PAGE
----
A MESSAGE FROM THE REV. J.C. AUSTIN:
As we have resumed the option of worshipping in-person, there have been a few changes to the worship services from the online-only version that you may have noticed.
Probably the most obvious changes are the resumption of speaking in unison in different places in the Traditional Service. Contemporary worship largely avoids unison prayers and responses, so there was no necessary change there.
But traditional Reformed worship has a number of places for unison responses because of our theological conviction that worship is the work of the people of the congregation; Ministers of Word and Sacrament in the Reformed tradition lead the congregation in worship rather than worshipping on their behalf.
This is why we do not ordain priests; a priest’s job is to mediate between God and the people. We, however, believe in “the priesthood of all believers” who are ordained to ministry through our baptisms, which means (among other things) that we are all mediating the presence of God to and for one another.
That is why we have a communal Prayer of Confession, for example: we are simultaneously confessing to God and hearing one another’s confession together, rather than going to an ordained priest in private to confess one-to-one.
We kept the Prayer of Confession in both services during the quarantine, of course, but we eliminated most of the other unison responses in traditional worship when we were online-only for purely practical reasons: in general, responsive liturgy doesn’t work very well when there is no congregation whatsoever in the room where the service is taking place! Now that we are back in person, however, we have returned to responsive Calls to Worship, to the opening of the Communion liturgy, and to the Affirmation of Faith.
It’s the last of those that I want to hold up for a moment since we are returning to that practice in traditional worship. The Affirmation of Faith is particularly important in the Reformed tradition because of our emphasis on theology as a means of pursuing the knowledge and understanding of God and our faith in God. By making that affirmation in unison, it allows the congregation as a whole to respond to hearing God’s Word in the reading and preaching of the Scriptures; that’s why it always follows closely on the sermon.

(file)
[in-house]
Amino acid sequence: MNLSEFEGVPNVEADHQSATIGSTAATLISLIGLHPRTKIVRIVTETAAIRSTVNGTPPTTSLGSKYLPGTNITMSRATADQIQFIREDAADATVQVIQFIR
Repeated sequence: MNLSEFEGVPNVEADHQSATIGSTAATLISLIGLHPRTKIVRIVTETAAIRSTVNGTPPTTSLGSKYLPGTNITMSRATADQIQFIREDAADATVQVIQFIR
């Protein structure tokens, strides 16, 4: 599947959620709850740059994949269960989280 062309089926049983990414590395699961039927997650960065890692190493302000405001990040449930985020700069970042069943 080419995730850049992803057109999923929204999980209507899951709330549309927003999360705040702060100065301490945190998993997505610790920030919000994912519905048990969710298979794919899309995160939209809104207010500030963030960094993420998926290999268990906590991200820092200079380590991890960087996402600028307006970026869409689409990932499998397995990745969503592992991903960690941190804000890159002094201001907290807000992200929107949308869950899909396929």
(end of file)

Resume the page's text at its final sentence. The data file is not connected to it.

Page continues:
The specific affirmations we use, then, are usually from the Book of Confessions, the theological statements of various church councils throughout the ages that together make up the official theological standards of the Presbyterian Church (USA). So, different selections from different confessions (which is a traditional term for theological statements made by church councils) are used that speak to the themes of the day’s Scripture lesson and sermon.
However, there are two general exceptions to that related to the celebration of sacraments. First, when we are celebrating Communion, we generally use the Nicene Creed as our Affirmation of Faith. That is because the Nicene Creed is the most universally accepted theological statement in worldwide Christianity, so using it with Communion is a way of holding up the church’s essential unity, especially when (ironically) the practice and theology of Communion is one of the most common points of disagreement in the Christian Church.
Second, when we are celebrating a Baptism, we always use the Apostles’ Creed. That document is very common in Western Christianity but not Eastern Orthodoxy, which is why the Nicene Creed is preferred for Communion. But the Apostles’ Creed is also specifically written for Baptism: in fact, it was originally responsive!
Rather than simply reciting it, a candidate for Baptism would say it responsively to answer questions. The officiant would say, “Do you believe in God?” and the candidate would respond, “I believe in God the Father Almighty, maker of heaven and earth.” Questions about Jesus Christ and the Holy Spirit would follow, and the rest of the Creed would be used to respond.
So, if you are in the traditional worship service, take a moment to consider what Affirmation is being used in that service and why, so that your own worship experience may be more meaningful and our common worship can be strengthened by both faith and understanding.
Grace and Peace,